The thesis of Holmes, however, is not immune to criticism, considering that the main argument is the fact that the free flow of ideas or the marketplace of ideas would lead to the truth.

This assumption is refutable given that in the practice of some discourse modalities the truth will never be achieved, as for example, in the arts, literature and religious discourse (SANKIEVICZ, 2011).

Pereira (2002) adds that the marketplace of ideas would be the transplantation of liberal economic thought, from laissez-faire, laissez-passer, to the field of freedom of expression, defined by him as the liberalism of ideas. Also criticizes the transference of Holmes’ thesis to our reality, despite the fact that they disappeared from American courts. According to the author, the North American ideas underlie Brazilian thesis that “rise against some restrictions to freedom of expression of thought” (PEREIRA, 2002, p.260).

Also according to Pereira (. 2002, p.261)those who defend the marketplace of ideas do it for two reasons “either because it is not deemed that the theoretical exposition, while it has any real potential harm to society; or because they believe that truth and common sense always prevail in the confrontation between opposing thesis”, being considered naive to the author, these two premises.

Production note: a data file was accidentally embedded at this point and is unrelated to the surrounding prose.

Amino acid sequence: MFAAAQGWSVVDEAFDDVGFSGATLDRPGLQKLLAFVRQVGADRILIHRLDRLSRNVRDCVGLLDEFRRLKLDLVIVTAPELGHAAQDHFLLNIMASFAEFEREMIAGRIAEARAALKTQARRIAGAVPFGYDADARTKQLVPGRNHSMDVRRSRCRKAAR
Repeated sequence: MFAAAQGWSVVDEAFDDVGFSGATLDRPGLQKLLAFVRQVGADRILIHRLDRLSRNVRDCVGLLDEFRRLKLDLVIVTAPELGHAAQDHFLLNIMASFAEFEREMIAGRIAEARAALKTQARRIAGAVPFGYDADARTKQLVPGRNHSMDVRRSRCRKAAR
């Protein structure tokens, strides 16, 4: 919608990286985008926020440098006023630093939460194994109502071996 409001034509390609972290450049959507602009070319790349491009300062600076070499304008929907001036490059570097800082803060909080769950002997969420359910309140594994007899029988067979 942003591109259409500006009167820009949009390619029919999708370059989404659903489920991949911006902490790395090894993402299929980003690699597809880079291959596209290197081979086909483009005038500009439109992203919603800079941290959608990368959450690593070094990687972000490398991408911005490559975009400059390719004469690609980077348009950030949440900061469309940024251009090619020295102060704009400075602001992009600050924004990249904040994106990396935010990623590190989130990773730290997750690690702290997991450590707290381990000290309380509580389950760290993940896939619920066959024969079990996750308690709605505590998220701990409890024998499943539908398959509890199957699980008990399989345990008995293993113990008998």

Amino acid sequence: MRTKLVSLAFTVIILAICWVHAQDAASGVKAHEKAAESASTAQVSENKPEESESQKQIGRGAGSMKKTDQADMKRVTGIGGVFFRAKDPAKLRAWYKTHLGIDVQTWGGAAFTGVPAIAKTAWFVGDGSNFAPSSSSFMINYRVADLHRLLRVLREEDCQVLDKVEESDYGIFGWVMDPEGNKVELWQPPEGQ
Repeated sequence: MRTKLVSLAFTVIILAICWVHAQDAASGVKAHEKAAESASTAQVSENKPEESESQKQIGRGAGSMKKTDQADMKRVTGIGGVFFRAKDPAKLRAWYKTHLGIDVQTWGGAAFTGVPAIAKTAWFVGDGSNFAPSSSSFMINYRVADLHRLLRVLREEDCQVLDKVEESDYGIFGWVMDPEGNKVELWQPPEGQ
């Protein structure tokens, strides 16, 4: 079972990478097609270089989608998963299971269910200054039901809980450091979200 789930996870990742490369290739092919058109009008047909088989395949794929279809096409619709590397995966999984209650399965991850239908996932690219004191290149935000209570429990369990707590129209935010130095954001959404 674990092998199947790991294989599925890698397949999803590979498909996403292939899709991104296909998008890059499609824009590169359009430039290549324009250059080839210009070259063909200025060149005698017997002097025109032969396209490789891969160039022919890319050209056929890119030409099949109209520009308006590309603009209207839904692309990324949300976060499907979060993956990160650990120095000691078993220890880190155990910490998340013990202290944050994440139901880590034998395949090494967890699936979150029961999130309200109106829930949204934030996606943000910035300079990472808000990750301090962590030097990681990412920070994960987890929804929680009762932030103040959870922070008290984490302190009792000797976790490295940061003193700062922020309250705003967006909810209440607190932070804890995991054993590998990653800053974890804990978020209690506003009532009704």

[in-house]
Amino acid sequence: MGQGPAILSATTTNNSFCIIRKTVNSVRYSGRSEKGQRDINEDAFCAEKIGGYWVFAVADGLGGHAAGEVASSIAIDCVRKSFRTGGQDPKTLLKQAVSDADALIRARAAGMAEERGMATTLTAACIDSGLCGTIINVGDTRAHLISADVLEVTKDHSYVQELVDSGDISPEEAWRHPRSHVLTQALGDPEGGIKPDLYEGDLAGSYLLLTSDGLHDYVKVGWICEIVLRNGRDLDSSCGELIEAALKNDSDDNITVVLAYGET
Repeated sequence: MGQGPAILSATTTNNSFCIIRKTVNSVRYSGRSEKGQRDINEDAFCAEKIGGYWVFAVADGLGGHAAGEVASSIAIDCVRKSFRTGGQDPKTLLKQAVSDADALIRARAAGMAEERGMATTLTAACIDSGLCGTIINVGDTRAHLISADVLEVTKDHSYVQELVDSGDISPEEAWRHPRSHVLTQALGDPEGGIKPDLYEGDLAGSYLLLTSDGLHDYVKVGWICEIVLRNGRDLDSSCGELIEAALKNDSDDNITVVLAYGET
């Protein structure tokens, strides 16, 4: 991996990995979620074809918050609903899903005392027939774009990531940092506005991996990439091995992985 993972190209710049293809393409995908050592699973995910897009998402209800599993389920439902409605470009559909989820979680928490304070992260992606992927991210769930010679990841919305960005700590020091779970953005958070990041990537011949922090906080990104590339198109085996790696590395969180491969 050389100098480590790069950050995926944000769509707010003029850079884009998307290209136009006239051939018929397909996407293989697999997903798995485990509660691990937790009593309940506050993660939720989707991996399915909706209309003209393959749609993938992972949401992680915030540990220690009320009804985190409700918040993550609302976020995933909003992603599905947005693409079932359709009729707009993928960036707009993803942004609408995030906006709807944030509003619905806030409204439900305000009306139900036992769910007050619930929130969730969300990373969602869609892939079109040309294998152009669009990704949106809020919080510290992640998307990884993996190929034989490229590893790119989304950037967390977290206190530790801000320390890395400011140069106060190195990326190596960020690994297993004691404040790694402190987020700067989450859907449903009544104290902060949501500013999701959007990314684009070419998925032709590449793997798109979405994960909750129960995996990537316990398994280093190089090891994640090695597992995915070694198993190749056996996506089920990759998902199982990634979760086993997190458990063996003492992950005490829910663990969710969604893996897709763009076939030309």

Conclusions

Based on the foregoing, it is observed that, in particular, in the court trial of Direct Lawsuit of Unconstitutionality case 4451 apparently the ideas of Holmes and the Supreme Court of the United States are present in the decision of the Supreme Court establishing primacy to information if compared to other fundamental rights, particularly when the information involves the performance of public figures, government agents, considering that for the Brazilian court of law, the rights of intimacy and privacy, for example, can only be put in practice after the damage actually caused.

In relation to the decision of Direct Lawsuit of Unconstitutionality 869, it is not possible to establish a comparison with decisions of the Supreme Court. However, it is possible to extract from the arguments presented that the Brazilian constitutional law allows the restriction of rights related to freedom of expression, although such restriction is not explicitly provided by the U.S. Constitution.

It is finally considered that the transference of ideas is not always positive, in particular, when these transpositions are made without any consideration in relation to different realities of the countries involved, especially regarding legal matters.

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Received: May 07, 2014; Accepted: December 05, 2014

Carlo José Napolitano

PhD in Sociology from Faculdade de Ciências e Letras, of UNESP/Araraquara/SP and master’s degree in Law from Instituição Toledo de Ensino de Bauru/SP. Professor of Department of Human Science and of the Graduate Program in Communication of the Faculdade de Arquitetura, Artes e Comunicação, Universidade Estadual Paulista – FAAC/UNESP. Email: carlonapolitano@faac.unesp.br